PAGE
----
May 2008
Volume 8, Issue 6
Free
Vision Sciences Society Annual Meeting Abstract  |   May 2008
Potent features for the categorization of Caucasian, African American, and Asian faces in Caucasian observers
Author Affiliations
  • Daniel Fiset
    Department of Psychology, University of Victoria
  • Caroline Blais
    Departement de Psychologie, Universite de Montreal
  • Frédéric Gosselin
    Departement de Psychologie, Universite de Montreal
  • Daniel Bub
    Department of Psychology, University of Victoria
  • Jim Tanaka
    Department of Psychology, University of Victoria
Journal of Vision May 2008, Vol.8, 258. doi:10.1167/8.6.258
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      Daniel Fiset, Caroline Blais, Frédéric Gosselin, Daniel Bub, Jim Tanaka; Potent features for the categorization of Caucasian, African American, and Asian faces in Caucasian observers. Journal of Vision 2008;8(6):258. doi: 10.1167/8.6.258.

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Abstract

What is the information mediating race categorization? Here, we applied the Bubbles technique (Gosselin & Schyns, 2001) to reveal which areas of faces at five different spatial scales are efficient for race categorization in Caucasian participants. We asked 30 participants to categorize 700 “bubblized” faces selected randomly from sets of 100 male Caucasian faces, 100 male African American faces, and 100 male Asian faces. All face photos were normalized using SHINE, a new Matlab algorithm for luminance and power spectrum equalization (Willenbockel et al., in preparation). Separate multiple linear regressions between information samples and accuracy were performed for each race. The resulting classification images reveal the potent features for the categorization of Caucasian, African American, and Asian faces in Caucasian observers. For African American faces, the participants used mainly the nose and the mouth in the spatial frequency (SF) bands ranging from 10 to 42 cycles per face width. For Asian faces, they used the eyes in the SF bands ranging from 10 to 84 cycles per face width and the mouth in the SF band ranging from 5 to 10 cycles per face width. For Caucasian faces, they efficiently employed the eyes in the SF bands ranging from 5 to 21 cycles per face width as well as the mouth and the region between the eyes in the second highest SF band ranging from 21 to 42 cycles per face width. Interestingly, and congruently with the results of Smith et al. (2005), we observed almost no overlap between the information used for each stimulus category.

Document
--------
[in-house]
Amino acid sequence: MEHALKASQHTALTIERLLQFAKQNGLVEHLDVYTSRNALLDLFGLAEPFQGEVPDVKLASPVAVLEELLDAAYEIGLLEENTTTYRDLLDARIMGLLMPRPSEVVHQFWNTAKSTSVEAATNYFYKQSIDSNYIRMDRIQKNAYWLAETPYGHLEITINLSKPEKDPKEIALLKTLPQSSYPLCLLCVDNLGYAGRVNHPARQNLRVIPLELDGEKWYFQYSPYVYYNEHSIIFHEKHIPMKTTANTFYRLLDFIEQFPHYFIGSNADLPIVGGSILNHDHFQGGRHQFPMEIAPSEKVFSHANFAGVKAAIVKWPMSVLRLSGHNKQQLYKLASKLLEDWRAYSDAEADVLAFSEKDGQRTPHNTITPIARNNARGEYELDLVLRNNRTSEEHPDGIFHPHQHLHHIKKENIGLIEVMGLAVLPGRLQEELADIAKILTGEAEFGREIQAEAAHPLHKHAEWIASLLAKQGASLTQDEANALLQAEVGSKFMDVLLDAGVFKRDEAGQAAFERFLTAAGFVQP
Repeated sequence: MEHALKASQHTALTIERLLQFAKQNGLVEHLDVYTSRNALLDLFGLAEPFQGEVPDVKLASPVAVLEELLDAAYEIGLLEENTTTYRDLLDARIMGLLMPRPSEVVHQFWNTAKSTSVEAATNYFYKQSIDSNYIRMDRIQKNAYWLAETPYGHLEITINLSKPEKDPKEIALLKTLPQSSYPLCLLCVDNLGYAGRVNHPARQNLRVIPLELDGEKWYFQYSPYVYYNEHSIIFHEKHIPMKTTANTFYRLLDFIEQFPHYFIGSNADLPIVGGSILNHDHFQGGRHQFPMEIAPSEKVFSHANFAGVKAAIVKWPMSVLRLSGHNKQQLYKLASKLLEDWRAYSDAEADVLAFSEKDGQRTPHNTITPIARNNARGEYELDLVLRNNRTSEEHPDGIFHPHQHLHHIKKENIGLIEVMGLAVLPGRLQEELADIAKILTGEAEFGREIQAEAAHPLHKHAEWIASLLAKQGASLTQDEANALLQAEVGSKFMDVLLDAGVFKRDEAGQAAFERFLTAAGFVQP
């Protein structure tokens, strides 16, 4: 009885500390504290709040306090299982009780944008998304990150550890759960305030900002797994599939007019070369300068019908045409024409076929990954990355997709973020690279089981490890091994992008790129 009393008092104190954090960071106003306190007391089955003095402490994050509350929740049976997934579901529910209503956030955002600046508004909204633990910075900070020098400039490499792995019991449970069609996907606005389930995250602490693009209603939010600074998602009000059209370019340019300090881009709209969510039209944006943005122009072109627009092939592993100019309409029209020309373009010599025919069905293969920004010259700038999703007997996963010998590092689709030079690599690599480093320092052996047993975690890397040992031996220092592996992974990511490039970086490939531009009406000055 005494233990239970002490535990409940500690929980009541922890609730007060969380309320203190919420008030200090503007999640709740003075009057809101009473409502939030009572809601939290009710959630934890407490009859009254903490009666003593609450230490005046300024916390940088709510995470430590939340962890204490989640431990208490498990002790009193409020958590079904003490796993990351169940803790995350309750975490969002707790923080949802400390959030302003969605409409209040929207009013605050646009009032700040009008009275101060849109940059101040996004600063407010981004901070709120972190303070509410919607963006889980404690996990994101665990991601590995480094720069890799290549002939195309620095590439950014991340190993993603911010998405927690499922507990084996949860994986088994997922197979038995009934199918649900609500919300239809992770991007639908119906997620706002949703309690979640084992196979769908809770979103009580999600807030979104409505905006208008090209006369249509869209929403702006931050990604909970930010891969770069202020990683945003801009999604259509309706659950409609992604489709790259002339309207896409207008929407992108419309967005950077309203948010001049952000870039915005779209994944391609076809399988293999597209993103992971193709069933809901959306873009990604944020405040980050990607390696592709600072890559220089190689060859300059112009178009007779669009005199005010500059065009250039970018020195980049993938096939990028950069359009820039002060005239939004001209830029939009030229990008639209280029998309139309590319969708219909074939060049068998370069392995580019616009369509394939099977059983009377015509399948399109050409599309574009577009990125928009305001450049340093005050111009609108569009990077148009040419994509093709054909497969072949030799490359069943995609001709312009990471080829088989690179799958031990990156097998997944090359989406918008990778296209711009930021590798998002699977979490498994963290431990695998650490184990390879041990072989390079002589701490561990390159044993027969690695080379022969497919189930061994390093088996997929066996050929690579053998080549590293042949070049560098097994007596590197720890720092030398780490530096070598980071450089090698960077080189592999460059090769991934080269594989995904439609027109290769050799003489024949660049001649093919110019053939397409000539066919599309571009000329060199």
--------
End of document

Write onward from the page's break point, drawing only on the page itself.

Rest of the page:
Fiset, D. Blais, C. Gosselin, F. Bub, D. Tanaka, J. (2008). Potent features for the categorization of Caucasian, African American, and Asian faces in Caucasian observers [Abstract]. Journal of Vision, 8(6):258, 258a, http://journalofvision.org/8/6/258/, doi:10.1167/8.6.258. [CrossRef]
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